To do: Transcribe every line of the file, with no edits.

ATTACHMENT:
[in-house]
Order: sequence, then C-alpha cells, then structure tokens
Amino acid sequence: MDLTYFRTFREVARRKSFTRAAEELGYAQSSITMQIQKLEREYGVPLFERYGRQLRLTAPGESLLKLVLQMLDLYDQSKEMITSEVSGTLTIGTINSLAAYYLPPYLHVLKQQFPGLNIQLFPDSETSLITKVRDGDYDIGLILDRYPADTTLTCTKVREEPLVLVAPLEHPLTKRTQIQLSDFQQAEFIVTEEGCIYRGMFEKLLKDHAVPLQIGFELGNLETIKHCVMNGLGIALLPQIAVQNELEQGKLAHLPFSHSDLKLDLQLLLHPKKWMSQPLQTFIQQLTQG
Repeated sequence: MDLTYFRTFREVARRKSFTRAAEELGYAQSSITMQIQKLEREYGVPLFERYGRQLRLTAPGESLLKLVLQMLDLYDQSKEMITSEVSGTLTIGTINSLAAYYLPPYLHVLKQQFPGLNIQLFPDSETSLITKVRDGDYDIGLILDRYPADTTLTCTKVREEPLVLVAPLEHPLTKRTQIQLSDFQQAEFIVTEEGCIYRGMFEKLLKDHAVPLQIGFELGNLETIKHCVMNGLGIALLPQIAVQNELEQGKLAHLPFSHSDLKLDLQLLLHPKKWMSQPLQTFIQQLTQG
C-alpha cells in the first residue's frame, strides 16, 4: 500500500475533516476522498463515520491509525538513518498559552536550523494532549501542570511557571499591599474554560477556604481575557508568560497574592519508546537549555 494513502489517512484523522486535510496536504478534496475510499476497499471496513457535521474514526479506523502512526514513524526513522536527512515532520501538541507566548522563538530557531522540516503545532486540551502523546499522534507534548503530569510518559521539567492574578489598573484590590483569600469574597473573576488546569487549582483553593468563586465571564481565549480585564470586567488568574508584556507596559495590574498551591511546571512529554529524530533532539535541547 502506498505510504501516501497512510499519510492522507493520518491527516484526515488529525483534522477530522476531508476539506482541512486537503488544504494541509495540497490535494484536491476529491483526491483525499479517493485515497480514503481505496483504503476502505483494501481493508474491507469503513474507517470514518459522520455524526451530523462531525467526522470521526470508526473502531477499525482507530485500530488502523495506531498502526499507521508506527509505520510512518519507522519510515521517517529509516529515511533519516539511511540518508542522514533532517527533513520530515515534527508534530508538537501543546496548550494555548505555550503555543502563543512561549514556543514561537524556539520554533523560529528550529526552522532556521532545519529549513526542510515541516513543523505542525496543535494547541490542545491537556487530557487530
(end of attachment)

[in-house]
Order: sequence, then C-alpha cells, then structure tokens
Amino acid sequence: MDLTYFRTFREVARRKSFTRAAEELGYAQSSITMQIQKLEREYGVPLFERYGRQLRLTAPGESLLKLVLQMLDLYDQSKEMITSEVSGTLTIGTINSLAAYYLPPYLHVLKQQFPGLNIQLFPDSETSLITKVRDGDYDIGLILDRYPADTTLTCTKVREEPLVLVAPLEHPLTKRTQIQLSDFQQAEFIVTEEGCIYRGMFEKLLKDHAVPLQIGFELGNLETIKHCVMNGLGIALLPQIAVQNELEQGKLAHLPFSHSDLKLDLQLLLHPKKWMSQPLQTFIQQLTQG
Repeated sequence: MDLTYFRTFREVARRKSFTRAAEELGYAQSSITMQIQKLEREYGVPLFERYGRQLRLTAPGESLLKLVLQMLDLYDQSKEMITSEVSGTLTIGTINSLAAYYLPPYLHVLKQQFPGLNIQLFPDSETSLITKVRDGDYDIGLILDRYPADTTLTCTKVREEPLVLVAPLEHPLTKRTQIQLSDFQQAEFIVTEEGCIYRGMFEKLLKDHAVPLQIGFELGNLETIKHCVMNGLGIALLPQIAVQNELEQGKLAHLPFSHSDLKLDLQLLLHPKKWMSQPLQTFIQQLTQG
C-alpha cells in the first residue's frame, strides 16, 4: 500500500475533516476522498463515520491509525538513518498559552536550523494532549501542570511557571499591599474554560477556604481575557508568560497574592519508546537549555 494513502489517512484523522486535510496536504478534496475510499476497499471496513457535521474514526479506523502512526514513524526513522536527512515532520501538541507566548522563538530557531522540516503545532486540551502523546499522534507534548503530569510518559521539567492574578489598573484590590483569600469574597473573576488546569487549582483553593468563586465571564481565549480585564470586567488568574508584556507596559495590574498551591511546571512529554529524530533532539535541547 502506498505510504501516501497512510499519510492522507493520518491527516484526515488529525483534522477530522476531508476539506482541512486537503488544504494541509495540497490535494484536491476529491483526491483525499479517493485515497480514503481505496483504503476502505483494501481493508474491507469503513474507517470514518459522520455524526451530523462531525467526522470521526470508526473502531477499525482507530485500530488502523495506531498502526499507521508506527509505520510512518519507522519510515521517517529509516529515511533519516539511511540518508542522514533532517527533513520530515515534527508534530508538537501543546496548550494555548505555550503555543502563543512561549514556543514561537524556539520554533523560529528550529526552522532556521532545519529549513526542510515541516513543523505542525496543535494547541490542545491537556487530557487530